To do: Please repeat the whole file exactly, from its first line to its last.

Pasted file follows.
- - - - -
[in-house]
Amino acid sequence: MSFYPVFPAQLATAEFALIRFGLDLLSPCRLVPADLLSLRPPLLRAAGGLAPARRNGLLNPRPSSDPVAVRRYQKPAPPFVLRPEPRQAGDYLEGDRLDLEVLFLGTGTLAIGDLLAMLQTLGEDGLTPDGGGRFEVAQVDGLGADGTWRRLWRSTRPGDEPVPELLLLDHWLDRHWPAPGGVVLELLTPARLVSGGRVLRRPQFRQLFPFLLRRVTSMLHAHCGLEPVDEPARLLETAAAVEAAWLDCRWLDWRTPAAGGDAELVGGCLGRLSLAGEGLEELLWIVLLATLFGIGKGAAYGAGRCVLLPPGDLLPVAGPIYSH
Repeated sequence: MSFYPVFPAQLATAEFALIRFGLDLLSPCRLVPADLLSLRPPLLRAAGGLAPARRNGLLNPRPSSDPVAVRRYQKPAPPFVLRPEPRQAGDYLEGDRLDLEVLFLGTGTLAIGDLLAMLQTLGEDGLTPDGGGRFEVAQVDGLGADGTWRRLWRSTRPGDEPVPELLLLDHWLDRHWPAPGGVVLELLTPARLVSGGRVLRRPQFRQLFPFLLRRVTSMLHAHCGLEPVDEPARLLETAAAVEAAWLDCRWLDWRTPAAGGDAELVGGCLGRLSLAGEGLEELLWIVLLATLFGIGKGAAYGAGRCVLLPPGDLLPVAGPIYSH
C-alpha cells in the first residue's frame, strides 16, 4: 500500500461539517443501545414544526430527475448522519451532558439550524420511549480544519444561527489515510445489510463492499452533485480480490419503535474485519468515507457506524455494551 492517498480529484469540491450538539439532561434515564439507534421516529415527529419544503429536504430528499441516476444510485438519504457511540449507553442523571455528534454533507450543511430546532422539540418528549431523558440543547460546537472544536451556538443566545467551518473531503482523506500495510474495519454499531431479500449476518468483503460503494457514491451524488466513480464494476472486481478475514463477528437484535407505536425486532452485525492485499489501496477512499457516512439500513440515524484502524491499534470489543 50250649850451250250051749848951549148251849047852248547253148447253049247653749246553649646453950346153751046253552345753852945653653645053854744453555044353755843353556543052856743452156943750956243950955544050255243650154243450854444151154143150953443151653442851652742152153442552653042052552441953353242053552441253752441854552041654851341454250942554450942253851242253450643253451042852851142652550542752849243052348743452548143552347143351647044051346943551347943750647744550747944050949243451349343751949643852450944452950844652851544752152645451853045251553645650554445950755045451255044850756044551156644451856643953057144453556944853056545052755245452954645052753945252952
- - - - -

[in-house]
Amino acid sequence: MSFYPVFPAQLATAEFALIRFGLDLLSPCRLVPADLLSLRPPLLRAAGGLAPARRNGLLNPRPSSDPVAVRRYQKPAPPFVLRPEPRQAGDYLEGDRLDLEVLFLGTGTLAIGDLLAMLQTLGEDGLTPDGGGRFEVAQVDGLGADGTWRRLWRSTRPGDEPVPELLLLDHWLDRHWPAPGGVVLELLTPARLVSGGRVLRRPQFRQLFPFLLRRVTSMLHAHCGLEPVDEPARLLETAAAVEAAWLDCRWLDWRTPAAGGDAELVGGCLGRLSLAGEGLEELLWIVLLATLFGIGKGAAYGAGRCVLLPPGDLLPVAGPIYSH
Repeated sequence: MSFYPVFPAQLATAEFALIRFGLDLLSPCRLVPADLLSLRPPLLRAAGGLAPARRNGLLNPRPSSDPVAVRRYQKPAPPFVLRPEPRQAGDYLEGDRLDLEVLFLGTGTLAIGDLLAMLQTLGEDGLTPDGGGRFEVAQVDGLGADGTWRRLWRSTRPGDEPVPELLLLDHWLDRHWPAPGGVVLELLTPARLVSGGRVLRRPQFRQLFPFLLRRVTSMLHAHCGLEPVDEPARLLETAAAVEAAWLDCRWLDWRTPAAGGDAELVGGCLGRLSLAGEGLEELLWIVLLATLFGIGKGAAYGAGRCVLLPPGDLLPVAGPIYSH
C-alpha cells in the first residue's frame, strides 16, 4: 500500500461539517443501545414544526430527475448522519451532558439550524420511549480544519444561527489515510445489510463492499452533485480480490419503535474485519468515507457506524455494551 492517498480529484469540491450538539439532561434515564439507534421516529415527529419544503429536504430528499441516476444510485438519504457511540449507553442523571455528534454533507450543511430546532422539540418528549431523558440543547460546537472544536451556538443566545467551518473531503482523506500495510474495519454499531431479500449476518468483503460503494457514491451524488466513480464494476472486481478475514463477528437484535407505536425486532452485525492485499489501496477512499457516512439500513440515524484502524491499534470489543 50250649850451250250051749848951549148251849047852248547253148447253049247653749246553649646453950346153751046253552345753852945653653645053854744453555044353755843353556543052856743452156943750956243950955544050255243650154243450854444151154143150953443151653442851652742152153442552653042052552441953353242053552441253752441854552041654851341454250942554450942253851242253450643253451042852851142652550542752849243052348743452548143552347143351647044051346943551347943750647744550747944050949243451349343751949643852450944452950844652851544752152645451853045251553645650554445950755045451255044850756044551156644451856643953057144453556944853056545052755245452954645052753945252952